Youth Gone Wild

By Christina Vronay Ruggles


The Question

Look, we’re both strangers here. I don’t know who you are, and you don’t know who I am. Through the medium of the printed word, we can only solve one of these problems. I’m Christina, and I’m addicted to estrogen. I inject the stuff once a week, doctor’s orders! It keeps me even, keeps me all soft and happy, and fixes my body one dosage at a time.

Besides being a wet ‘n’ wild lesbian transgender woman, I’m also a member of the “youth brigade”. That means a grab bag of little things, in this context though, the important bit is that I bring a (hopefully!) new take on age-old queer issues. Maybe I introduce new ones. Maybe I don’t, that’s for me to attempt, and you to judge.

An acceptable Answer

Expanding on the introduction, you may be asking yourself, “Why did this get printed, and why should I read this?” For fun, and expanding one’s mind, as well as for laughing at yourself. We all take ourselves too seriously, we could all stand to loosen up, let our guard down, let some new thoughts and ideas melt into our brains.

We take ourselves seriously for a reason though, because if we don’t the cisgender heterosexual “norm” decides we don’t exist. They kick us, they poke and prod at the sheer concept of us having fundamental human rights, much less full equality. So we build these walls around our identities and anything and everything that gets too close to our walls MUST be stopped, halted at all costs.

Maybe these walls are some young person problem. A symptom of us still looking for meaning to be given to us in a world that demands we make our own. Maybe not. If its not a problem you’re experiencing in the here and now, you may have forgotten how it feels to live with those walls up.


Drama Queens and Gangly Teens

The first time I went to a queer event was 2014. It was a transgender support group in Los Angeles, and a stranger from the Internet was dragging me along, with the assurance that I really did belong there, that I was in fact, transgender, and that these peoples’ stories would validate and strengthen my own.

It was also full of drama before I even walked into the room. The woman bringing me into the group hated the current moderator, who apparently got the role by pushing out a transgender woman with some light bullying and harassment. Or so I heard. I had no clue; I had yet to meet a single person in the room before I had at least 3 people to glare at contemptuously.

The meeting went fine for me; the few pointed questions that were mortared my way by the moderator were simultaneously soul-crushingly painful and enlightening, mostly because I wasn’t asking myself these questions. I had no mental framework to ask, “What on Earth IS my gender?” I simply had a puddle of unknown angst and pain focused around being a man.

She began walking- you know what? Let’s name her! I’ll call her Charlotte because there are lots of hers, hims, and theys along the way and by golly you readers knowing who the hell I’m talking about will probably be helpful. Probably.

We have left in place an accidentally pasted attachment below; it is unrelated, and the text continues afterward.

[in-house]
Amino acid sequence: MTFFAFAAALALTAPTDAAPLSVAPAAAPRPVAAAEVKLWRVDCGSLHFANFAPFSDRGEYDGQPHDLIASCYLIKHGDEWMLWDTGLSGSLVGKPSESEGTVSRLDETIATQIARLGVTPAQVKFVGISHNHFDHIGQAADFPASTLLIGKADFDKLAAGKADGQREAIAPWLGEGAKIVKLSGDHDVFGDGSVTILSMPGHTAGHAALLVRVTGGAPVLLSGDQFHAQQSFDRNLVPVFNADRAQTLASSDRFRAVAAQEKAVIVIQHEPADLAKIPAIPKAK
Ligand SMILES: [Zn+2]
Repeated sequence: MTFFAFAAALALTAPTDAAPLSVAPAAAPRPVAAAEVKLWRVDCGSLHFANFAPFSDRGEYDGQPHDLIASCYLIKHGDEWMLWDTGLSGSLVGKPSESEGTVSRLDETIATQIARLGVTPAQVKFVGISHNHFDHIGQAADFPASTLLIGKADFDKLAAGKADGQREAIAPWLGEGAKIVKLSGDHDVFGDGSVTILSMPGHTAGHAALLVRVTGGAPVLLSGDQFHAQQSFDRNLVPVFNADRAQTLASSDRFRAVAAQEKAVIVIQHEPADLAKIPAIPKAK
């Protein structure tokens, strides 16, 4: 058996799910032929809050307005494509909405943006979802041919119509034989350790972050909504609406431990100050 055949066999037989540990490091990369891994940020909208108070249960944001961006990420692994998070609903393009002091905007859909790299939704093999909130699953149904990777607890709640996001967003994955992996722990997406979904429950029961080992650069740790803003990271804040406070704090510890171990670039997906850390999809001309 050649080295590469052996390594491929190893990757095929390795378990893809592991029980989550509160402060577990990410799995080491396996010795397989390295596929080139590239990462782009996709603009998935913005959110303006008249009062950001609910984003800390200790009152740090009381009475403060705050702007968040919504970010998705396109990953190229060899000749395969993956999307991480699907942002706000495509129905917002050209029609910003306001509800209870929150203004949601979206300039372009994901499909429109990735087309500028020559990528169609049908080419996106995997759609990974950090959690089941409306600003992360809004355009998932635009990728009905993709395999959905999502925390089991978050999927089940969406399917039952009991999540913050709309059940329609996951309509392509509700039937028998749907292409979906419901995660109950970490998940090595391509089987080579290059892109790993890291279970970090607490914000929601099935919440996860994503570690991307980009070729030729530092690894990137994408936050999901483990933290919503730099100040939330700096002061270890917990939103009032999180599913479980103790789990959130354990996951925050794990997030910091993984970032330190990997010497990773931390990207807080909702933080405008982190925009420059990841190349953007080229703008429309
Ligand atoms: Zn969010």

Sorry for the interruption, back to our previously planned programming!

Charlotte had been sitting across from me in the classic folding chair filled, speckled tiled floor, and drab drywalls that fit non-descript buildings that LGBTQIA+ support meetings were usually housed in. I think the chairs were grey, possibly green. Whatever color they were, they looked perfectly ordinary, perfectly in place.

Charlotte though? I still can’t describe her. I could look at a picture of her for hours and tap out not a single word. An angel of slender legs, grace, and warm smiles; beyond that I fail. She was and is beauty. I say is because I follow her on Instagram and still participate in mild stalking sessions when boredom truly sinks in. She’s my trans mom. She put my butt in that uncomfortable metal chair. She jumpstarted, if not began my journey. And Charlotte if you’re reading this, thank you. I’ll never be able to repay you.

Upon the meeting’s end and her folding chair being added to the orderly pile, she glided over and hugged me apologizing for the painful and awful things the moderator had asked me, holding me in an embrace that was only made awkward by my surprise. After releasing me and asking me what I thought of the meeting, she introduced her friend Roger, a man of stocky, heavy-set shoulders and jet black Johnny Bravo pompadour.

As we strode out into the parking lot, letting the warm Los Angeles night envelope us in its rather heavily spiced version of a chilly night, I knew something about this was right.

Though the evening was a night of many firsts, and many things stood out to me, as time goes on and I’ve grown and learned and lived, I still wonder WHY is there so much drama in the greater queer community? It’s never minor I feel either, it’s deep seated, organizations, bars, community groups and leaders are CONSTANTLY involved in drama. Why is this drama so fundamentally involved with being whatever flavor(s) of queer we are?


We welcome Christina Vronay Ruggles to The Standard Magazine family. Each month she will be giving us insight into the Transgender community from her point of view.